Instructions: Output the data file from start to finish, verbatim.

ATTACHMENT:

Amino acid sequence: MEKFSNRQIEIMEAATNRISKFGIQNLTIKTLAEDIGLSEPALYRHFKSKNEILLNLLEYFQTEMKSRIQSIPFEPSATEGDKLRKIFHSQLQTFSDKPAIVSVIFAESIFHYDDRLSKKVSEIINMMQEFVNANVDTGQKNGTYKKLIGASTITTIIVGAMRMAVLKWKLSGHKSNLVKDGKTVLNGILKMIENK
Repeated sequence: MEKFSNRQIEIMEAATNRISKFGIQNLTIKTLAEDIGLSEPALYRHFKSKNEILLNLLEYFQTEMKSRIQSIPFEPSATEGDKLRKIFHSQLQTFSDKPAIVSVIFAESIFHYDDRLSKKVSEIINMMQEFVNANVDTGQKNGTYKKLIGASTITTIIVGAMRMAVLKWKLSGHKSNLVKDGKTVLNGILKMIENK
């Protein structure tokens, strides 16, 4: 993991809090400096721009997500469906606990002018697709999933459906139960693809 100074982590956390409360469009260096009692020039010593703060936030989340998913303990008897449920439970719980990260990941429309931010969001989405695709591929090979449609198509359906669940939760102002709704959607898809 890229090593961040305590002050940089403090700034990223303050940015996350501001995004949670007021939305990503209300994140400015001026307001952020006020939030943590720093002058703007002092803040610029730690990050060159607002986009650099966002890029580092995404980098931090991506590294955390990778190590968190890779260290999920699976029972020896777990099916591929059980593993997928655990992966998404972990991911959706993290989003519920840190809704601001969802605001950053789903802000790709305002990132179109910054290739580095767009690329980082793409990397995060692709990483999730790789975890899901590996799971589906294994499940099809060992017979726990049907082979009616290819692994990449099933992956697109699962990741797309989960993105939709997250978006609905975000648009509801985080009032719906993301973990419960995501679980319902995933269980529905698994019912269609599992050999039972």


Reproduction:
Amino acid sequence: MEKFSNRQIEIMEAATNRISKFGIQNLTIKTLAEDIGLSEPALYRHFKSKNEILLNLLEYFQTEMKSRIQSIPFEPSATEGDKLRKIFHSQLQTFSDKPAIVSVIFAESIFHYDDRLSKKVSEIINMMQEFVNANVDTGQKNGTYKKLIGASTITTIIVGAMRMAVLKWKLSGHKSNLVKDGKTVLNGILKMIENK
Repeated sequence: MEKFSNRQIEIMEAATNRISKFGIQNLTIKTLAEDIGLSEPALYRHFKSKNEILLNLLEYFQTEMKSRIQSIPFEPSATEGDKLRKIFHSQLQTFSDKPAIVSVIFAESIFHYDDRLSKKVSEIINMMQEFVNANVDTGQKNGTYKKLIGASTITTIIVGAMRMAVLKWKLSGHKSNLVKDGKTVLNGILKMIENK
């Protein structure tokens, strides 16, 4: 993991809090400096721009997500469906606990002018697709999933459906139960693809 100074982590956390409360469009260096009692020039010593703060936030989340998913303990008897449920439970719980990260990941429309931010969001989405695709591929090979449609198509359906669940939760102002709704959607898809 890229090593961040305590002050940089403090700034990223303050940015996350501001995004949670007021939305990503209300994140400015001026307001952020006020939030943590720093002058703007002092803040610029730690990050060159607002986009650099966002890029580092995404980098931090991506590294955390990778190590968190890779260290999920699976029972020896777990099916591929059980593993997928655990992966998404972990991911959706993290989003519920840190809704601001969802605001950053789903802000790709305002990132179109910054290739580095767009690329980082793409990397995060692709990483999730790789975890899901590996799971589906294994499940099809060992017979726990049907082979009616290819692994990449099933992956697109699962990741797309989960993105939709997250978006609905975000648009509801985080009032719906993301973990419960995501679980319902995933269980529905698994019912269609599992050999039972």